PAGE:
Brian Mahoney, ASSOCIATED PRESS
NORFOLK, Va. (AP) — Moses Malone devoured rebounds so easily it sometimes seemed he missed shots on purpose to pad his total before scoring.
All those points and rebounds made Malone an NBA great.
A few words, and one championship, made him a Philadelphia sports icon.
Malone, a three-time NBA MVP and one of basketball’s most ferocious rebounders, died Sunday in Norfolk, Virginia, where was scheduled to appear at a charity golf event. He was 60.
Malone had just attended this weekend’s enshrinement ceremonies at the Naismith Memorial Basketball Hall of Fame in Springfield, Massachusetts. Nicknamed the “Chairman of the Boards,” Malone was inducted himself in 2001 and remains in the NBA’s top 10 in career scoring and rebounding.
“With three MVPs and an NBA championship, he was among the most dominant centers ever to play the game and one of the best players in the history of the NBA and the ABA,” NBA Commissioner Adam Silver said.
Norfolk police said Malone was found unresponsive and not breathing in his room by hotel staff shortly before 8 a.m. Norfolk Fire Rescue responded and pronounced Malone dead at the scene. A cause of death has not been determined.
A 6-foot-10 center who was the first to make the leap right from high school to the pros, Malone is the NBA’s career leader in offensive rebounds and led the league in rebounds per game for five straight seasons from 1980-85.
Malone led the 76ers to the 1983 NBA championship team, and the club said he will “forever be remembered as a genuine icon and pillar of the most storied era in the history of Philadelphia 76ers basketball.”
That was Malone’s lone title, helping Julius Erving and the 76ers get to the top in his first season after arriving in a trade with Houston. He won his third MVP award that season and made his famed “Fo’, Fo’, Fo’,” prediction that the Sixers would win all their playoff series in four-game sweeps.
He wasn’t far off: The Sixers lost just one game in that postseason before sweeping the Lakers in the NBA Finals, with Malone winning the finals MVP award after averaging 26 points in that postseason.
“No one person has ever conveyed more with so few words — including three of the most iconic in this city’s history,” 76ers CEO Scott O’Neil said. “His generosity, towering personality and incomparable sense of humor will truly be missed.”
Malone’s staggering statistics across 21 seasons and 1,455 professional games included 20.3 points and 12.3 rebounds per game. He holds NBA records for offensive rebounds in a career (6,731), season (587) and game (21).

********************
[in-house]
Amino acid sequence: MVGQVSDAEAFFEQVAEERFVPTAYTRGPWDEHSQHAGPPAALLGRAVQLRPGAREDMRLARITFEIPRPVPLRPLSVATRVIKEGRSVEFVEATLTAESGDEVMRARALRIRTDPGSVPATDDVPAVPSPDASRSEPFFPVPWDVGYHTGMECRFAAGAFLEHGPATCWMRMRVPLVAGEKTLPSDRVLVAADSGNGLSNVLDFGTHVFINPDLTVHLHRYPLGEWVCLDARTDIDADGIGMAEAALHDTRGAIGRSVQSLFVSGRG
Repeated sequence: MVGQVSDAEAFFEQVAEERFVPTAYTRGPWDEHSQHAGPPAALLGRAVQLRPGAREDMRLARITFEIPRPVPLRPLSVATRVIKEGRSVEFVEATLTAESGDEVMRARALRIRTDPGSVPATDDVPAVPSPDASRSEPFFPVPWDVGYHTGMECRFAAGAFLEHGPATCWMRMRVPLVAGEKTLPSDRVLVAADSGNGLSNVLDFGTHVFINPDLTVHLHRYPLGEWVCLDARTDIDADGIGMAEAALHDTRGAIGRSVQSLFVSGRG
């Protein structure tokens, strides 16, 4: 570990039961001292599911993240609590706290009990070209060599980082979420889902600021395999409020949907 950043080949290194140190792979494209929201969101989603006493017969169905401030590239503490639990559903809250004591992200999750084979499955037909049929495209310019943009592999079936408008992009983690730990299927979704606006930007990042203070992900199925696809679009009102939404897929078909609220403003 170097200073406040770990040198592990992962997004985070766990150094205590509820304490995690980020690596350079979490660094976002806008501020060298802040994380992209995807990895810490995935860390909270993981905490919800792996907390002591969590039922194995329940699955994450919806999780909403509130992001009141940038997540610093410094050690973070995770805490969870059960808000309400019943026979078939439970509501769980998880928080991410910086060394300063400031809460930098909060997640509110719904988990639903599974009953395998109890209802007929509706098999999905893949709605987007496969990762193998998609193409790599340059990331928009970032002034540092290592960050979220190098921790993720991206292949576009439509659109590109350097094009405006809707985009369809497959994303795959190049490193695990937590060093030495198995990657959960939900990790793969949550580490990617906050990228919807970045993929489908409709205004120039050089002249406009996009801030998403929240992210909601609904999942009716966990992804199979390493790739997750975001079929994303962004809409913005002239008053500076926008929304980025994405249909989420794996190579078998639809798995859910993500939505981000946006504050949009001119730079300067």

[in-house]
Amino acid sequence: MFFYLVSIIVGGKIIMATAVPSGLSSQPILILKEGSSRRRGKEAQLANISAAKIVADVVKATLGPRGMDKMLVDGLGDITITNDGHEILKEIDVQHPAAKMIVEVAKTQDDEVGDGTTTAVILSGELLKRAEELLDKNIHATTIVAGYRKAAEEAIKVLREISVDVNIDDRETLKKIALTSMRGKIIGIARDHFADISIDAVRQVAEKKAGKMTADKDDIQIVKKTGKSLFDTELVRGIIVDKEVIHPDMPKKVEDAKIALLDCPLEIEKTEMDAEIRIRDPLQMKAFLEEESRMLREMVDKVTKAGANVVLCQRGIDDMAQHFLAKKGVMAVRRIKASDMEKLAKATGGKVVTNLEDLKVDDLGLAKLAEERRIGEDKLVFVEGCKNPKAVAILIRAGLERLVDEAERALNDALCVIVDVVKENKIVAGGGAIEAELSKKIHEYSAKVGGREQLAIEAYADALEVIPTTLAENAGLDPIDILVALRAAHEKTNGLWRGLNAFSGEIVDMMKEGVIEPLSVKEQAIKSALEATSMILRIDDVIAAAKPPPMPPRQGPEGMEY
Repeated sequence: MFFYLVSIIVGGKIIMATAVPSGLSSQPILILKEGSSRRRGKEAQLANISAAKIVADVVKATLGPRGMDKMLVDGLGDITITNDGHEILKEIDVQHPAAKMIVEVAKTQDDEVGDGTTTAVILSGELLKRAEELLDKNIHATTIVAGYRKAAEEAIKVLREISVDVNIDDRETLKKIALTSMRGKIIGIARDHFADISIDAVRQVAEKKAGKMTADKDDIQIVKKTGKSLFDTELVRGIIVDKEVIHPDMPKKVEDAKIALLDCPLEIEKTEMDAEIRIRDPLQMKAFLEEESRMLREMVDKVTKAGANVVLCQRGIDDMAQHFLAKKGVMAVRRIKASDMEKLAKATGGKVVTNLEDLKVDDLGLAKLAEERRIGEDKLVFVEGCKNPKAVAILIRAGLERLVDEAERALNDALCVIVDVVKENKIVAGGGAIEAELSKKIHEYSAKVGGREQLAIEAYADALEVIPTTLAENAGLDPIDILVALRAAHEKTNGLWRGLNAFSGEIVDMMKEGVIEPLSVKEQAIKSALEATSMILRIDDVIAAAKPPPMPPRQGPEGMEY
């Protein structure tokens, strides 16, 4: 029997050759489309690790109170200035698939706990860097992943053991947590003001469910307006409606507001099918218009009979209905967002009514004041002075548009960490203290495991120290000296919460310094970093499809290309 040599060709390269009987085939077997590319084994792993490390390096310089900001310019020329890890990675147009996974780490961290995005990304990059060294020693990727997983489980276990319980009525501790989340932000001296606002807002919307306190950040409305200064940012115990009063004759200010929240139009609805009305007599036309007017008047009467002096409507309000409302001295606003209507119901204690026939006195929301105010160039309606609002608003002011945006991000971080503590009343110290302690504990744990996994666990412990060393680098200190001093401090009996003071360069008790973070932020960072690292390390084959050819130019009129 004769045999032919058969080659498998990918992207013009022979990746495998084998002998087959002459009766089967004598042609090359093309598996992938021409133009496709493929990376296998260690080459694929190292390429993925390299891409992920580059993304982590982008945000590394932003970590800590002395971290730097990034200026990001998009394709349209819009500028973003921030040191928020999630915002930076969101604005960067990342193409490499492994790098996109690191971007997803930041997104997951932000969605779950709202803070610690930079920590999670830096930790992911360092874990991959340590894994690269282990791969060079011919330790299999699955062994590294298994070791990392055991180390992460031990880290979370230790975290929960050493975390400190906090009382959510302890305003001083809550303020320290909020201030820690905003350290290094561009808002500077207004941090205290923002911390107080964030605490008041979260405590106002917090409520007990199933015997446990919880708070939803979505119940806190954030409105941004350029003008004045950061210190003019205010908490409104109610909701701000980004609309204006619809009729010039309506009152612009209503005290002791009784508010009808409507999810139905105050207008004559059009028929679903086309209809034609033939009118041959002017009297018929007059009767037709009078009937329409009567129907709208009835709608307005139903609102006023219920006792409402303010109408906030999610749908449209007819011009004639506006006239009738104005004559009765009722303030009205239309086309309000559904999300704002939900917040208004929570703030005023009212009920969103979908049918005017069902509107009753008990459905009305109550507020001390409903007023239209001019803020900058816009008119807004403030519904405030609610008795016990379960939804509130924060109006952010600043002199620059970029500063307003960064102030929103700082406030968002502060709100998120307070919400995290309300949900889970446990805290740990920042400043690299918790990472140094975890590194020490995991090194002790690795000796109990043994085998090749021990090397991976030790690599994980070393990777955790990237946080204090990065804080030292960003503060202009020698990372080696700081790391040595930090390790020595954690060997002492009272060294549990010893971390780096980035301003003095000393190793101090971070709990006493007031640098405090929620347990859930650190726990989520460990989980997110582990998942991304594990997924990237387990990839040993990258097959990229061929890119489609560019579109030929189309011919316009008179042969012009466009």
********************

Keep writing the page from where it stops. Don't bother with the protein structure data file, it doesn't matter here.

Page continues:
Powerful on the court, he was helpful to both friends and foes off it.
“The man I called ‘Dad’ passed today,” Hall of Famer Charles Barkley said. “Words can’t explain my sadness. I will never know why a Hall of Famer took a fat, lazy kid from Auburn and treated him like a son and got him in shape and made him a player.
“Every time I saw him I called him ‘Dad.’ I hope he knew how much I appreciated and loved him.”
Drafted by the Utah Stars of the ABA in 1974, Malone went on to play for eight NBA clubs and was the league’s MVP in 1979 and 1982 while playing for the Rockets.
“Everyone in the organization is deeply saddened by the passing of Moses Malone,” Rockets owners Leslie Alexander said. “Moses was a true gentleman and one of the great Rockets — and greatest NBA players — of all time. He will be forever missed. Our deepest condolences go out to his family and friends.”
Malone’s death comes shortly after the passing of another 76ers center, Darryl Dawkins.
Born March 23, 1955, in Petersburg, Virginia, Moses Eugene Malone was selected by the Stars in the third round of the 1974 draft. He also played for St. Louis before being selected in the ABA dispersal draft by Portland, which traded him to the Buffalo Braves.
Malone would go on to play for the Rockets, 76ers, Washington, Atlanta, Milwaukee, Philadelphia again and eventually San Antonio, ending his career in the 1994-95 season.
“Even before we played together, he was one of the first greats who truly mentored me and showed me how to be a professional,” Hawks Hall of Famer Dominique Wilkins said. “I never saw anyone work harder than Moses and away from basketball, he was just as kind and thoughtful.”
Malone was a 12-time All-Star and chosen as one of the league’s 50 greatest players. He finished his NBA career with 20.6 points per game and was a four-time selection to the All-NBA first team.
Malone was back in his home state for a weekend fundraising event for the Norfolk-based Still Hope Foundation, which provides assistance to single mothers in southeastern Virginia.
Former Virginia Tech and NBA player Bimbo Coles said fellow players were waiting in the Norfolk Waterside Marriott lobby for Malone to come down for a ride to the Cahoon Plantation golf course, which is in a neighborhood about 20 minutes away from downtown Norfolk, when someone finally went upstairs to check on him and reported back that he was dead.
“He was well known. He was a great basketball player and person, arguably one of the top 10 players in the history of basketball,” Coles said. “Just a great person to be around. I’m pretty sure just about everybody here knew him.”
Associated Press writer Brock Vergakis reported from Chesapeake and Norfolk, Virginia.
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